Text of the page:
The third month wasn’t the charm for Utility Trailer Manufacturing’s Glade Spring facility.

In early February, the Washington County plant laid off 49 workers, citing a lack of trailer orders and lower-than-expected sales. A month earlier, the company announced it would lay off about 90 assembly workers at its Smyth County plant in Atkins.

Now, come early March, Plant Manager Jack Washburn says the Glade Spring facility would close in 60 days, shedding its remaining 117 workers. [link]
246 more jobs lost here in Southwest Virginia.

At least the laid-off workers will have the federal funds on hand to weatherize their homes, before they put them on the market and move north.

Don't Be Stupid

Oviously the kids at the Roanoke Times have never been hunters or hikers:

Hunters and hikers don't mix

Earth to editorialists:

Hunters and hikers have always mixed.

You just don't read about it in your Associated Press feeds because there's no body count to be had.

Gotta Love Them NoVa Liberals

Remember not long ago when wildly liberal Fairfax County Supervisor Gerry Connolly convinced the just-as-freaky-liberal county Board of Supervisors to get into the sub-prime loan business after every bank in the area got out of the sub-prime loan business because of the practice's inherent failures?

I wondered at the time if this guy - and those guys - were in their right minds.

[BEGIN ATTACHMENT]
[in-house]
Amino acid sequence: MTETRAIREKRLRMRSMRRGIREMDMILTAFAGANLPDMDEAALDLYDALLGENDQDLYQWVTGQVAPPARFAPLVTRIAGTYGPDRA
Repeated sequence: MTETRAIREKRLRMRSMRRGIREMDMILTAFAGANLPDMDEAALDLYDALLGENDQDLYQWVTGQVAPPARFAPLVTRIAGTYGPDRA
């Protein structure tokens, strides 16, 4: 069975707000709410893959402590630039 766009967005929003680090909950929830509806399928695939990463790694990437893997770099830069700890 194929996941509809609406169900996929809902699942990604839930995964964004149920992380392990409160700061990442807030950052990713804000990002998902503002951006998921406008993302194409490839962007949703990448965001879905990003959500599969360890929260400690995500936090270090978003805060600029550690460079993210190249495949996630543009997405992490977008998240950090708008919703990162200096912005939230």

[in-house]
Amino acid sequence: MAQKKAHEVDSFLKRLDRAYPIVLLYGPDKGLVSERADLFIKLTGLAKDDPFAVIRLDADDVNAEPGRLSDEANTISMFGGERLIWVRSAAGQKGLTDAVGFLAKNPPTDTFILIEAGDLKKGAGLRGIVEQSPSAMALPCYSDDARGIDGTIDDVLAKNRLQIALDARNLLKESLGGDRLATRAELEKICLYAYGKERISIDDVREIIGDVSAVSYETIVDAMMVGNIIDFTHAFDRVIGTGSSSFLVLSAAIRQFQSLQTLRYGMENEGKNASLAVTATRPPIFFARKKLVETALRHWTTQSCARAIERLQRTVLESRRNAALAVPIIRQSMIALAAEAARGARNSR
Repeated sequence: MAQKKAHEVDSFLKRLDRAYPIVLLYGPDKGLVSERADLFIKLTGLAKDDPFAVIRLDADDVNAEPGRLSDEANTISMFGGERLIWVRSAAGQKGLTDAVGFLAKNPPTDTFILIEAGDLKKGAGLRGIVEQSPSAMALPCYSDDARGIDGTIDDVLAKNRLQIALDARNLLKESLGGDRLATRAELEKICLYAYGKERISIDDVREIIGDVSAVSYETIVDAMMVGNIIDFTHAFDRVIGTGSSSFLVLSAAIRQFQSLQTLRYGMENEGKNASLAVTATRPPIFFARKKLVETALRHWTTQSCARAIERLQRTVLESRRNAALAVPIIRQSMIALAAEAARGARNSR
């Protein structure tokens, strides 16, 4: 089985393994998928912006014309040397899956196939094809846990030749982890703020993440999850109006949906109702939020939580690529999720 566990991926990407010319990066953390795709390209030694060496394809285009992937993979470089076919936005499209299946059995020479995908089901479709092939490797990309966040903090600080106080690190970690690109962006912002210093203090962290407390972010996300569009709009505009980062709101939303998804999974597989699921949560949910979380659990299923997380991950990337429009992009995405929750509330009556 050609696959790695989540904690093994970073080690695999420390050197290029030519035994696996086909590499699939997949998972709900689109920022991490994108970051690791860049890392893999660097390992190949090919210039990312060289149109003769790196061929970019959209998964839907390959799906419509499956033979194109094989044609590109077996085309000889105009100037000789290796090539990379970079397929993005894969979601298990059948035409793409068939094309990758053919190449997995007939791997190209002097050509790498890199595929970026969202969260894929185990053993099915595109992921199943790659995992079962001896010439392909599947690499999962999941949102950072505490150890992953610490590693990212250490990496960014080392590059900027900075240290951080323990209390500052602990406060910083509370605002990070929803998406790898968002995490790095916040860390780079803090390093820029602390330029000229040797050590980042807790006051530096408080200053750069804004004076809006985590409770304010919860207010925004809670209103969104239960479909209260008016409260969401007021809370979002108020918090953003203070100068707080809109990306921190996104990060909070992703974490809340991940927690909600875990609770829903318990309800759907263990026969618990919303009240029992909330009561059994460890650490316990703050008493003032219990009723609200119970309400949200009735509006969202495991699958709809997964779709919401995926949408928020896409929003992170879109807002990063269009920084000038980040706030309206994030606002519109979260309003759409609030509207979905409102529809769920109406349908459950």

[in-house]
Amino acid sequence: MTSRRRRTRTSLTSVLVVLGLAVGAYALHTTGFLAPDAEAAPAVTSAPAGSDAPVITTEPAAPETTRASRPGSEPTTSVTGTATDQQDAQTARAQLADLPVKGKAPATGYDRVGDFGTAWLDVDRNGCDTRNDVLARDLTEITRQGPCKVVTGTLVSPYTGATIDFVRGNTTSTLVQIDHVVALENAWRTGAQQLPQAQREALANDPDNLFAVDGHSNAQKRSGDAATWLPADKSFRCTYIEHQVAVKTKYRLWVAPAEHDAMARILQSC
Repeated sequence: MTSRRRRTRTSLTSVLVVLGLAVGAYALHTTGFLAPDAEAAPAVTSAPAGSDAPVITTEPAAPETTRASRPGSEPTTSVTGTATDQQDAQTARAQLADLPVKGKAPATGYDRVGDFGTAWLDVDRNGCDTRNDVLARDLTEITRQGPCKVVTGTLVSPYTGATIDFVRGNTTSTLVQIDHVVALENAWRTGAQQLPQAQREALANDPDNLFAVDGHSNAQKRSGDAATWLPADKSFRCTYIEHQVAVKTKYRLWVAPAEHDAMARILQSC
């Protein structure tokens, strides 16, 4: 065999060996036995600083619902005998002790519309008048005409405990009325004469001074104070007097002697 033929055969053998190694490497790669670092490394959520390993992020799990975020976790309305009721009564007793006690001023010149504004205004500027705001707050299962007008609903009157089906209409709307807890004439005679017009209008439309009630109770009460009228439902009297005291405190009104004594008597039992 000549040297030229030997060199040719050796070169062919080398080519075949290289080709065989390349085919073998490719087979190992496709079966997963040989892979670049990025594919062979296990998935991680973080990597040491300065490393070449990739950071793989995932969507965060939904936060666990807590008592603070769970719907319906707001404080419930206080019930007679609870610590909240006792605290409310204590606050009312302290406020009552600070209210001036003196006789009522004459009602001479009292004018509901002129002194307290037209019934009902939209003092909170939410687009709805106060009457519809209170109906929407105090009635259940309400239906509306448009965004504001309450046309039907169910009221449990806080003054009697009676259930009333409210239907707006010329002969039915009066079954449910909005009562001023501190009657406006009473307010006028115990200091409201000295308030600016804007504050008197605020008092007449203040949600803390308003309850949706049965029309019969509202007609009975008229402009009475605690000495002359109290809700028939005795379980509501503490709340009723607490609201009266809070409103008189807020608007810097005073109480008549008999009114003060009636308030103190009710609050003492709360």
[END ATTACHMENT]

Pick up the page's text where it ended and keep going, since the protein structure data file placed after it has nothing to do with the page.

Appears not:
Fairfax Co. mulls public safety cuts
Associated Press

Fairfax, Va. (AP) -- Fairfax County officials are proposing cuts to public safety programs to help slim down the county budget.

The County Board of Supervisors will take up proposals over the next two months, including reducing the number of police and firefighters by nearly 200 uniformed posts.

County Executive Anthony Griffin has proposed hundreds of program cuts as part of a $3.3 billion spending plan. [link]

The county gets involved in dishing out huge amounts of cash in risky loans to people who don't qualify for a regular loan from a bank. At the same time, the county is cutting back on fire and police protection because of a lack of cash.


Three points come out of this:

1) Barack Obama, who has guaranteed spending trillions of dollars he doesn't have on everything under the Sun, won Fairfax County by a margin of 109,000 votes in November.

2) Gerry Connolly, a Democrat, having made a mess of Fairfax County, moved on. He's now representing northern Virginia's now-just-as-freaky-liberal 11th district in Congress.

3) Without doubt, northern Virginians deserve the representation they've brought on themselves.

Obama To The Rescue

I suppose it makes sense that, if the purpose of the federal government spending a trillion dollars is to stimulate the economy, with the little matter of how that money is being spent only being a distant secondary matter, it doesn't hurt if a municipality receives a wad of cash from the president to solve a problem that doesn't exist and has never existed.

Welcome to ObamaLand:
$578,661 for Union homeless questioned